Undersized, up-tempo Marquette ready for tourneyThe Golden Eagles had 6-foot-11 Chris Otule and 6-8 Davante Gardner — all 290 pounds of him — as options on their front line. Then they lost Otule to a season-ending ACL injury in early December, and Gardner is just now getting back from the left knee injury he sustained in late January.
By: By Chris Jenkins, AP Sports Writer, Superior Telegram
MILWAUKEE — This was supposed to be the year Marquette wouldn't have to spend the season talking about how they were going to get by without a big man.
The Golden Eagles had 6-foot-11 Chris Otule and 6-8 Davante Gardner — all 290 pounds of him — as options on their front line. Then they lost Otule to a season-ending ACL injury in early December, and Gardner is just now getting back from the left knee injury he sustained in late January.
Gardner's ability to make significant contributions was unclear going into Thursday's NCAA tournament opener, leaving Marquette's profile looking a lot like it has in recent years: smallish but fast. And while coach Buzz Williams knows that conventional wisdom says their lack of size puts them at a disadvantage, he says statistics tell a different story.
"Everybody just says we're little, and we're going to get pulverized inside," Williams said. "And then if you study those numbers, actually we've been more potent in the paint than any other team we've played, except Louisville in our last game. I think our guys have done a really good job."
Marquette finished the season at 25-7, earning a No. 3 seed and a Thursday matchup with BYU, which beat Iona 78-72 Tuesday night.
Williams credits his players for adjusting to injuries.
"It was kind of back to the way we were when I was first hired here," Williams said, referring to the Golden Eagles' recent undersized teams. "The problem with that is, nobody on this team was on that team. And so I think for us to have been on the run that we were on despite the injuries says a lot about who our kids are as people."
Big East player of the year Jae Crowder said playing without Otule, then Gardner, was difficult — but acknowledged that the Golden Eagles' quickness can be an asset.
"I think it's an advantage, if we use it, if we take advantage of our speed and quickness," Crowder said. "But if we play the half-court game, of course, they may have the edge and we have to fight a little harder."
Forward Jamil Wilson says he can tell that opponents sometimes get gassed trying to match Marquette's tempo.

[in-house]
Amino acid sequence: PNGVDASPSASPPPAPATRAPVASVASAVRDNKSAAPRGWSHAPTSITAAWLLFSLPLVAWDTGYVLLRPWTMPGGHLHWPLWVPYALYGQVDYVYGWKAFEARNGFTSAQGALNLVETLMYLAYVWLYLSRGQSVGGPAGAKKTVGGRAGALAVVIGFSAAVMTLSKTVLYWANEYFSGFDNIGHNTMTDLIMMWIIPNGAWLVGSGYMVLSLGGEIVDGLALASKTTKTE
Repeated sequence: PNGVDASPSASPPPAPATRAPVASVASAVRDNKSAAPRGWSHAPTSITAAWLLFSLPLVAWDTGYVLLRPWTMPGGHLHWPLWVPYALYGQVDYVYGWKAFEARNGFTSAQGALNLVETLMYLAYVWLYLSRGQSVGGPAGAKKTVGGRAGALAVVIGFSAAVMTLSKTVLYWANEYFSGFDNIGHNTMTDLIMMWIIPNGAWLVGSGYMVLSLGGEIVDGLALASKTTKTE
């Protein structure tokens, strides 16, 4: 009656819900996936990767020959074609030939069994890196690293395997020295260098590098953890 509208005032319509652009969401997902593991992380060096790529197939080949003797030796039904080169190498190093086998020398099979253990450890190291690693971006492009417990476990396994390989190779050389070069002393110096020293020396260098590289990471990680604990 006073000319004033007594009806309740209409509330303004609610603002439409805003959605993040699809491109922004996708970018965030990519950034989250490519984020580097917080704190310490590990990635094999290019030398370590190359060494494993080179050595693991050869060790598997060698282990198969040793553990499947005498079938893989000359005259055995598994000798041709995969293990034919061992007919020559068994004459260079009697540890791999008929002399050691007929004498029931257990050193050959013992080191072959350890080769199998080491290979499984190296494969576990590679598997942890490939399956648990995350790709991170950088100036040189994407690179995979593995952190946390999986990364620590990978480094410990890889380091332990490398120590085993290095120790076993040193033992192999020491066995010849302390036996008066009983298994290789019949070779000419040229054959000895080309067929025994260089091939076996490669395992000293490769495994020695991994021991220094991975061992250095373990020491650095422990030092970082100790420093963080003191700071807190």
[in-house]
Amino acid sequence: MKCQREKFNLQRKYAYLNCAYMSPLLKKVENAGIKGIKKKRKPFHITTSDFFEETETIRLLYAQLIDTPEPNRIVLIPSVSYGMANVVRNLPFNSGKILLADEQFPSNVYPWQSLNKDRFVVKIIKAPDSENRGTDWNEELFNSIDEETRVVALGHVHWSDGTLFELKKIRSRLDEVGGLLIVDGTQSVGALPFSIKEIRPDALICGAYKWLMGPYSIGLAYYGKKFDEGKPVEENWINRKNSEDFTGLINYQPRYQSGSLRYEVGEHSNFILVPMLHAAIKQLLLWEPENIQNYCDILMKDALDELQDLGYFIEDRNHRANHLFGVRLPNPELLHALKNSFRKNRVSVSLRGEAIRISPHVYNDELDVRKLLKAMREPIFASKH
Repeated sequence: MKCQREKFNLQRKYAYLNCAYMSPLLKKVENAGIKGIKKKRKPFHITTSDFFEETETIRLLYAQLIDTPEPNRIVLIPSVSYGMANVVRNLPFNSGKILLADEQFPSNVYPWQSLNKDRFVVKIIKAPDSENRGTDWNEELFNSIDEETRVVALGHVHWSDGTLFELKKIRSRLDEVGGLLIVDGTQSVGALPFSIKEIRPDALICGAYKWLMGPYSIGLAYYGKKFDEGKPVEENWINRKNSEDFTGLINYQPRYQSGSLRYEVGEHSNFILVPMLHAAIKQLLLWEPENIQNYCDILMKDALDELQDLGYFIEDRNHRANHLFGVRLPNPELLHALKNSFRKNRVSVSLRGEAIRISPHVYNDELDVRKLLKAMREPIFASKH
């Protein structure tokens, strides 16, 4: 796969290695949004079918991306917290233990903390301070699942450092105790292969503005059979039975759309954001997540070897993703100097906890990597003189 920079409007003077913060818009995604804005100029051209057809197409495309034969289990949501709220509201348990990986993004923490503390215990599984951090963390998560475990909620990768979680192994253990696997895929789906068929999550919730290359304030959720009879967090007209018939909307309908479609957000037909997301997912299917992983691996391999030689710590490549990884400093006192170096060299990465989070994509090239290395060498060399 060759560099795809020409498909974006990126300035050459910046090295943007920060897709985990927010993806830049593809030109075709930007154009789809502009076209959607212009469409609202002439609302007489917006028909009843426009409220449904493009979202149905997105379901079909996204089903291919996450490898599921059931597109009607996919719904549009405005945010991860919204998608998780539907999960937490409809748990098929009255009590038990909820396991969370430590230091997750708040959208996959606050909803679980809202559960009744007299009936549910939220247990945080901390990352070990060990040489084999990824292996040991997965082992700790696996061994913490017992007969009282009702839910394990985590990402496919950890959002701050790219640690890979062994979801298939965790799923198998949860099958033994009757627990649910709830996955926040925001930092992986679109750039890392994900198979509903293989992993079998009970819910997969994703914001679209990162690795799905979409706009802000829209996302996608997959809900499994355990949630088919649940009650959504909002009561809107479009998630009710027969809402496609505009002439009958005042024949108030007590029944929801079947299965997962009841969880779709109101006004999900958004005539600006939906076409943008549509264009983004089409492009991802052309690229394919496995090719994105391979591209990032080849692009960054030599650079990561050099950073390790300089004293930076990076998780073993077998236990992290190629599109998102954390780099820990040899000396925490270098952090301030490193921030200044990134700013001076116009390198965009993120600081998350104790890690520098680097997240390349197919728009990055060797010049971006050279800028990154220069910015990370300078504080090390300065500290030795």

"You can tell even sometimes at the free throw line, when guys have a little down time to chat," Wilson said. "You exchange words here and there. Some guys, you can just tell by how hard they're breathing. They're not used to chasing someone around like that."
Gardner missed eight games with a sprained left knee, then returned for the regular-season finale against Georgetown and the Big East tournament loss to Louisville. He had eight points and eight rebounds in 15 minutes in the victory over Georgetown, but hasn't yet shown Williams he's fully ready to handle the pace of an up-tempo game.
"Now that he's back, it's been another adjustment period," Williams said. "But as I said before he got healthy, I'm not going to disrupt the rhythm of who we are. And I'm not going to do that this weekend in Louisville, either."
Not knowing his first tournament opponent was something of a challenge for Williams, who spent time with his assistant preparing for both Iona and BYU.
"I've slept a few hours, but our whole staff has done as much as we could," Williams said.
But that doesn't apply to players; in practice, Williams says the Golden Eagles mostly spent time trying to "sharpen our own saw."
"You can't tell 20-year-old kids, 'Hey, if we play BYU, they're going to do this. OK, now BUY's over, and in the next 15-minute segment, if we play Iona, they're going to do this,'" Williams said. "I don't think that's healthy."
Despite earning a fairly high seed, Crowder said the Golden Eagles have to take the same approach they did as a No. 11 seed last year. "We were hungry last year, of course," Crowder said. "We felt disrespected, of course. We wanted a piece of that high seed, and that's how it goes in the NCAA tournament. But we still have to have that same mindset — as coach said it, not get fat, not get caught up in the hype."